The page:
Of the many technology-based training tools available, podcasting offers resource-strapped educators many benefits. It’s a convenient, easy-to-use way to record and play back lessons for students to review course material or catch up on lessons they missed.
Plus, podcasting doesn’t have to be expensive — a microphone and computer are some of the basic tools required, and there’s open-source software available that allows you to quickly record, edit and export content to MP3 files.
Podcast-recorded lectures also offer one way to support guidelines from the Americans with Disa-bil-i-ties Act, which is often a concern at public universities such as the University of Arizona (UA).
Thousands of fac-ulty members in 16 different colleges at the university can borrow digital recorders and strap them to their arms to record lectures. At the end of class, they can export the lecture from the device to their computer, make it an MP3 file and podcast it.
Stuart Glogoff, senior consultant for UA’s Learning Technologies Center, leads a podcasting initiative, whose central mission for the past two years has been to support those who don’t have all the departmental resources they need.
He said podcasts make it very easy to focus on current events and new technologies in a relatable, purposeful way — Glogoff subscribes to a few podcasts that he listens to every day or downloads to his iPod to listen to in the car.
“One of my favorites is ‘this WEEK in TECH,’ which hosts a panel of technologists from around the world,” he said. “When you’re listening, it’s as if they’re sitting in the same room, talking and interacting with each other.
“They’ll focus on a lot of the important IT issues that came up in the past week, and it’s hosted by Leo Laporte, who has put together many different podcast series. He hosts one on security, and I teach an introduction to IT course at the UA. When we do the security module, I have students listen to a recent security podcast so they hear real-world experiences.”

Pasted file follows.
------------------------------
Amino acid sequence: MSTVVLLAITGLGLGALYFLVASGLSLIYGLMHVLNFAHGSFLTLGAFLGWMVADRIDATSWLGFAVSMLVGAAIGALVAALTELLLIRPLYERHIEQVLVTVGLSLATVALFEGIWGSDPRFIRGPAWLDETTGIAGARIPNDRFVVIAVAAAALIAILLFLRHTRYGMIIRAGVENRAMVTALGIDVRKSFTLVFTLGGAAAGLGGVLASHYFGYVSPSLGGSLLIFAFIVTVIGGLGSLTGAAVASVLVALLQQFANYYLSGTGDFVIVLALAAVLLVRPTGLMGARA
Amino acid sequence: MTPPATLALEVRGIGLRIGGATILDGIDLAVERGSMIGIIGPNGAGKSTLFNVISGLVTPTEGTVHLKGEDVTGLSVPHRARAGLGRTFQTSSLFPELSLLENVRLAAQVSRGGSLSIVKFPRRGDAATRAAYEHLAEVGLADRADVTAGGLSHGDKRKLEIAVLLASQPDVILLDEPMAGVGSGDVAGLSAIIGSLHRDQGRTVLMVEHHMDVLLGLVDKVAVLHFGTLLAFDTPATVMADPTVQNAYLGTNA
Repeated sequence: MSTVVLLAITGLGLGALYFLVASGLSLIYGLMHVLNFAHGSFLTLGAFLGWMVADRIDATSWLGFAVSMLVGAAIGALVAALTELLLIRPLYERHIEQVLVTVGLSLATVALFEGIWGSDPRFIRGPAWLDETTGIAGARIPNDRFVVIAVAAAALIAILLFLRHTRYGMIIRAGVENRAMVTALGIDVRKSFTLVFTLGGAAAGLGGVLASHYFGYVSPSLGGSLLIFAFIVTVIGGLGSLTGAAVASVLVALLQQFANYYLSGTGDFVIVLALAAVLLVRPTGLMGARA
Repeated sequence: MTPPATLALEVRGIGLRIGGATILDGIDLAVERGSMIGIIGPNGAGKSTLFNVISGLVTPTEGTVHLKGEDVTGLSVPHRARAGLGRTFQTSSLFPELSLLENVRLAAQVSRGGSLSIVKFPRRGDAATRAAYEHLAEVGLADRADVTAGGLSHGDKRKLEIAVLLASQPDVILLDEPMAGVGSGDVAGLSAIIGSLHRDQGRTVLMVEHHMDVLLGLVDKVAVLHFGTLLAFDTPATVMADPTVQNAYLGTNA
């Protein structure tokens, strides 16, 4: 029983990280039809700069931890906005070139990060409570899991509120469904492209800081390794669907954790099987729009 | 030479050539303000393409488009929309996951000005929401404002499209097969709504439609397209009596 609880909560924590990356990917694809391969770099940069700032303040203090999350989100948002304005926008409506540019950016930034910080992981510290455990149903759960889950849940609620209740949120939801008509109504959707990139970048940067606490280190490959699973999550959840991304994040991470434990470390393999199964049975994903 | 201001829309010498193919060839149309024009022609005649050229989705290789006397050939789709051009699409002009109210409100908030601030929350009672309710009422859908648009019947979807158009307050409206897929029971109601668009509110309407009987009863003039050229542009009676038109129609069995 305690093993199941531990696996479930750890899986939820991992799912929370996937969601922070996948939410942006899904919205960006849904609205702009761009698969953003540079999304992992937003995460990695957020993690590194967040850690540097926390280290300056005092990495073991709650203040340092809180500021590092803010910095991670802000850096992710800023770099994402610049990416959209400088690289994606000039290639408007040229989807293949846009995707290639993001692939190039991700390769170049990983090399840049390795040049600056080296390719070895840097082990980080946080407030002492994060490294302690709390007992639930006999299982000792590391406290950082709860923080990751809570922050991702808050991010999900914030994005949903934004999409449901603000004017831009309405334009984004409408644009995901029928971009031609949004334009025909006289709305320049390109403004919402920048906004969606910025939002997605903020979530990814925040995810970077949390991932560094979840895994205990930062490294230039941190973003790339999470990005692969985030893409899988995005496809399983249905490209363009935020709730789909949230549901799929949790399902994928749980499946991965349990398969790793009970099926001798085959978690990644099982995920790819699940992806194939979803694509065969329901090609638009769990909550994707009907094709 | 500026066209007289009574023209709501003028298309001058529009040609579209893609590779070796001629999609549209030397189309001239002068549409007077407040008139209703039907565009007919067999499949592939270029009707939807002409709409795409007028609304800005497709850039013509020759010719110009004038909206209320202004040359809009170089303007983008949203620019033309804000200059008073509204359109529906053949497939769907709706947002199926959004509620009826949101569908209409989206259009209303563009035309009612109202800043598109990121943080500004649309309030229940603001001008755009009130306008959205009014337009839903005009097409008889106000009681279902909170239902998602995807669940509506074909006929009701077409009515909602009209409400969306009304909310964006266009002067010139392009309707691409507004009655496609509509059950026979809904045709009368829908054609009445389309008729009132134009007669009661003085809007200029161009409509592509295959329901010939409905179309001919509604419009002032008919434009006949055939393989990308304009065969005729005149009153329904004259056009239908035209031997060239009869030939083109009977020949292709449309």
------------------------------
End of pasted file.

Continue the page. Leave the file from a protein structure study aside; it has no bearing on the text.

Because podcasts can be delivered in audio or video format, they can be especially helpful when delivering lectures to remote audiences. Glogoff said there is software that will record voice-over PowerPoint slides, which can then be exported to the iTunes podcast format. Other pricier podcasting products take audio files, convert voice to text and input the data into a searchable database.
“If you’re reaching a remote audience, it helps to personalize the instruction,” Glogoff explained. “That person on the other end is not just looking at flat text on a screen — they’re hearing a voice, they’re hearing inflection. You’re relating real-world experience. It makes a personal contact that isn’t there in the print medium.”
Podcasts in the classroom also have value as a marketing tool. At UA, there are hundreds of different departments, most of which are competing with other universities for the best students — podcasting about departmental activities can have instructional value, as well as aid recruiting efforts.
Glogoff said podcasting also fits in well with the idea of mobile computing or learning on the job.
“You don’t have to sit at your desk and concentrate and listen because you’re able to hear it, go back and pause it if you think, ‘This was important — I need to pay closer attention,’” he said. “It’s very easy to put these things on MP3 players and listen to them when you’re driving, traveling, when you’ve got downtime and you’re looking for something to do. Listen to that while you’re playing Spider solitaire.”
–Kellye Whitney, firstname.lastname@example.org